14 июня 2014 16:16

49 killed in east Ukraine plane downing


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Pro-Russian gunmen shot down a Ukranian military transport plane Saturday in the separatist east, killing all 49 people on board in the biggest single loss of life in the two-month insurgency, AFP reports.

Pro-Russian gunmen shot down a Ukranian military transport plane Saturday in the separatist east, killing all 49 people on board in the biggest single loss of life in the two-month insurgency, AFP reports.

The early morning downing near the airport of the rebel stronghold city of Lugansk came a day after Ukrainian forces notched their biggest success of their deadly campaign to reunify the splintered nation by reclaiming control of a strategic southeastern industrial port.

The United States on Friday accused Russia of helping in the insurgency by sending tanks and rocket launchers to the pro-Moscow rebels, a charge denied by the Kremlin.

Closed-circuit camera footage of the downing showed a small flash flare in the sky when the large Il-76 plane was hit by what Ukrainian officials said was heavy-calibre machinegun fire.

A massive second burst of light lit up the horizon when the plane apparently exploded upon hitting the ground while approaching the Lugansk airport.

"The terrorists cynically and treacherously fired with a large-calibre machinegun hitting an Ilyushin-76 of the Ukrainian air force which was carrying troops on rotation and was about to land at Lugansk airport," the ministry said in a statement.

A spokesman for Ukraine's self-proclaimed "anti-terrorist operation" said the plane was carrying nine crew members and 40 paratroopers.

"They all died," spokesman Vladyslav Seleznyov told AFP by telephone.

The four-engine jet was also carrying military equipment.

An AFP correspondent heard heavy fighting and a series of loud explosions in the hours preceding the downing in Lugansk, a city of 400,000 lying just 25 kilometres (15 miles) west of the Russian border.

The city has been under effective rebel control since the eastern uprising began in early April, but Ukrainian forces had managed to hold on to its airport and use it to rotate troops serving in the campaign.

But they have been forced to repel an increasingly frequent series of raids on the air hub by the gunmen, who had also briefly seized the main international airport in the neighbouring rebel-held city of Donetsk at the end of May.

The two-month insurgency is now known to have claimed at least 320 lives of civilians and fighters on both sides.

'Russian tanks'

The United States on Friday accused Russia of sending tanks and rocket launchers to the rebels in the wake of Western-backed tycoon Petro Poroshenko's victory in May 25 presidential elections.

"We are highly concerned by new Russian efforts to support the separatists," deputy spokeswoman Marie Harf said.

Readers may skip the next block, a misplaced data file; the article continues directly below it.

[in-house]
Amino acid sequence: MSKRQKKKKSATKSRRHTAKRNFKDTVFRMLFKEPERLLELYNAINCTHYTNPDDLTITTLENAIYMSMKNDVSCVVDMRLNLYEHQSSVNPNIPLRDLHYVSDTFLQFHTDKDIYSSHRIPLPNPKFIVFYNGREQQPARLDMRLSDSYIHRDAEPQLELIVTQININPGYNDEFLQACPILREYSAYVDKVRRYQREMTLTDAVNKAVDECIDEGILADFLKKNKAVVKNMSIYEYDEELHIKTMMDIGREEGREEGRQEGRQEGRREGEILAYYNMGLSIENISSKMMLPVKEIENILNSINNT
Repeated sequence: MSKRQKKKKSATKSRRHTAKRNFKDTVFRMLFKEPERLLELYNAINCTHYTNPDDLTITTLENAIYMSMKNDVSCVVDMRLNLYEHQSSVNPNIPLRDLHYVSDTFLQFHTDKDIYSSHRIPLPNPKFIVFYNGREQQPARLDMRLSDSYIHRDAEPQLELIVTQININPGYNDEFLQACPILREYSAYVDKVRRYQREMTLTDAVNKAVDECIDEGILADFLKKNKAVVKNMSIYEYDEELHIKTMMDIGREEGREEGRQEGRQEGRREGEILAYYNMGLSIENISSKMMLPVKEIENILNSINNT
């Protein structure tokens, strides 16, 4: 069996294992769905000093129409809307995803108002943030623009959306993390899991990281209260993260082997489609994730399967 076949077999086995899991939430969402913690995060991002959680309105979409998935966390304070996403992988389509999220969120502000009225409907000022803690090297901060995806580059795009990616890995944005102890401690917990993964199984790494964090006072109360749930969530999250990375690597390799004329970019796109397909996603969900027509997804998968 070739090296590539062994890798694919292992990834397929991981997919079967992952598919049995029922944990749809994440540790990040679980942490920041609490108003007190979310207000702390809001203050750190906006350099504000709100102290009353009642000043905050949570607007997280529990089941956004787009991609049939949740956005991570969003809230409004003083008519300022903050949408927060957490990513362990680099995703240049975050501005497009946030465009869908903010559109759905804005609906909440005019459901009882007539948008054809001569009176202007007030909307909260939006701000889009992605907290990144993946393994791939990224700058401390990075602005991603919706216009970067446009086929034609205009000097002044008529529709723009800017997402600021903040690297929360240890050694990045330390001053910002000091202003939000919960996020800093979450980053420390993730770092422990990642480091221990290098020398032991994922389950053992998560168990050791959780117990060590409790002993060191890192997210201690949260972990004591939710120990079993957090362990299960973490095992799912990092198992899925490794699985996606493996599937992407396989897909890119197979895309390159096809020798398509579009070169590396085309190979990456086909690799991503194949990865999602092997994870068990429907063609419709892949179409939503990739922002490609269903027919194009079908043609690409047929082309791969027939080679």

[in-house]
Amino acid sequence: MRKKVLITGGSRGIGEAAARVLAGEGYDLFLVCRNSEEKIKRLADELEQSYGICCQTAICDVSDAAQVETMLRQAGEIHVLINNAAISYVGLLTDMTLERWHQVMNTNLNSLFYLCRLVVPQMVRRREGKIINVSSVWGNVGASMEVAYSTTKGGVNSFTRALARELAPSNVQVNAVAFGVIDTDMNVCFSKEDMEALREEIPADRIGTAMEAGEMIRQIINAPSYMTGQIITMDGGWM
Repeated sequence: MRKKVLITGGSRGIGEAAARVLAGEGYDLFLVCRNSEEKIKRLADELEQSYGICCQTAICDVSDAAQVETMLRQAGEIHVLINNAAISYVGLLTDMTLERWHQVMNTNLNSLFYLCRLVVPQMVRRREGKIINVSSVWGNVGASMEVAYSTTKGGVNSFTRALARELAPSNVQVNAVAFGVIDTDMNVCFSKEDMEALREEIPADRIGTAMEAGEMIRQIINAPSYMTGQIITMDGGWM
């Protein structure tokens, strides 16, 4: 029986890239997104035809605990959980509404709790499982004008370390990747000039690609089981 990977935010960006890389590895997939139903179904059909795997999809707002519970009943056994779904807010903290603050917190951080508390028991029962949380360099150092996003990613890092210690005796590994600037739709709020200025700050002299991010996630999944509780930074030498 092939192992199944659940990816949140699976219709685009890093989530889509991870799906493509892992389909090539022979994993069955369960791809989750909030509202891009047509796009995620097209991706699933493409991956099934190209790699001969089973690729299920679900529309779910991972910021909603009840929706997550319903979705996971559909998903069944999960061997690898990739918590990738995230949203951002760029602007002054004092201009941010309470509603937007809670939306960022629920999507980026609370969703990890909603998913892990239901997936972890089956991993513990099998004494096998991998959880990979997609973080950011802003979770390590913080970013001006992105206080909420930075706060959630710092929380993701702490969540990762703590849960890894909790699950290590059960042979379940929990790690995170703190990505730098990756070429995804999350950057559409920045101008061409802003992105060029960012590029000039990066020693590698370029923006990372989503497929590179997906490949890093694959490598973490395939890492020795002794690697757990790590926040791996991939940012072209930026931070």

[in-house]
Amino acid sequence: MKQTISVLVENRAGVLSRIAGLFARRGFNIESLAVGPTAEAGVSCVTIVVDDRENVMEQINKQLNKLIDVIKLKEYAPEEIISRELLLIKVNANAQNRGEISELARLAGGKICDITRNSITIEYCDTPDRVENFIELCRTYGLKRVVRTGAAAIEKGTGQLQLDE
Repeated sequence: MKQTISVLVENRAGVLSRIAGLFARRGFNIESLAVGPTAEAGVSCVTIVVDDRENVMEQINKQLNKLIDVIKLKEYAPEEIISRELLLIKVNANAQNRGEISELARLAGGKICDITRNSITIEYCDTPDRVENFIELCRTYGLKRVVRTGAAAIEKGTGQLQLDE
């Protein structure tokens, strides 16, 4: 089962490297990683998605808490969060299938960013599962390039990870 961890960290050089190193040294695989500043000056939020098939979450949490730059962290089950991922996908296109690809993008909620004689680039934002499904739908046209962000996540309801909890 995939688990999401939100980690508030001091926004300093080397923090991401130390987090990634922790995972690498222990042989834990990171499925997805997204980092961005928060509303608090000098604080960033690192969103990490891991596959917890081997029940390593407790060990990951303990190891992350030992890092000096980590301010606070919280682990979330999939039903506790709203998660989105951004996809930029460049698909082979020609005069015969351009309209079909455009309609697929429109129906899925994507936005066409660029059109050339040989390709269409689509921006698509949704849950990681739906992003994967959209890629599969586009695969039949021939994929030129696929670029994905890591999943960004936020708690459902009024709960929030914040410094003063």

Poroshenko had told his Russian counterpart Vladimir Putin on Thursday that the tanks' crossing into Ukraine was "unacceptable".

Russia called the tanks reports "disinformation", but Washington backed Kiev's claims, saying that the separatists had also obtained multiple rocket launchers from Russia among other heavy weapons and military equipment.

NATO chief Anders Fogh Rasmussen warned that reports of pro-Russian groups acquiring heavy weapons from Russia, including tanks, would mark a "serious escalation" of the crisis if confirmed.

Poroshenko had on Friday celebrated the "heroism" of soldiers hoisting the national flag over the strategic rebel-held port of Mariupol.

He proclaimed the industrial Sea of Azov city the new temporary capital of Donetsk -- an eastern rustbelt region overrun by pro-Russian gunmen for the past two months.

Mariupol has wavered between rebel and Kiev control for weeks and was also the scene of pitched battles on May 9 that killed more than a dozen people.

Monday morning gas cut

Poroshenko's troubles have been compounded by the threat of Ukraine being cut off from economically-vital Russian gas shipments as early as Monday morning because of a bitter price dispute.

Prime Minister Arseniy Yatsenyuk told regional administrations and the heads of the state energy company to prepare for the consequences of a possible gas cut by implementing a plan for reduced energy use.

Ukraine receives half its gas supplies from Russia and transports 15 percent of the fuel consumed in Europe.

The head of Ukraine's state energy firm said Kiev was ready to make a $1.95-billion (1.45-billion-euro) payment demanded by Moscow by Monday if Russia settled on a price of $326 per 1,000 cubic metres of gas.

European Commission chief Jose Manuel Barroso meanwhile told the Russian leader he was willing to include Moscow in discussions with Kiev weeks before the EU is due to sign an association accord and free trade pact with the former Soviet state.

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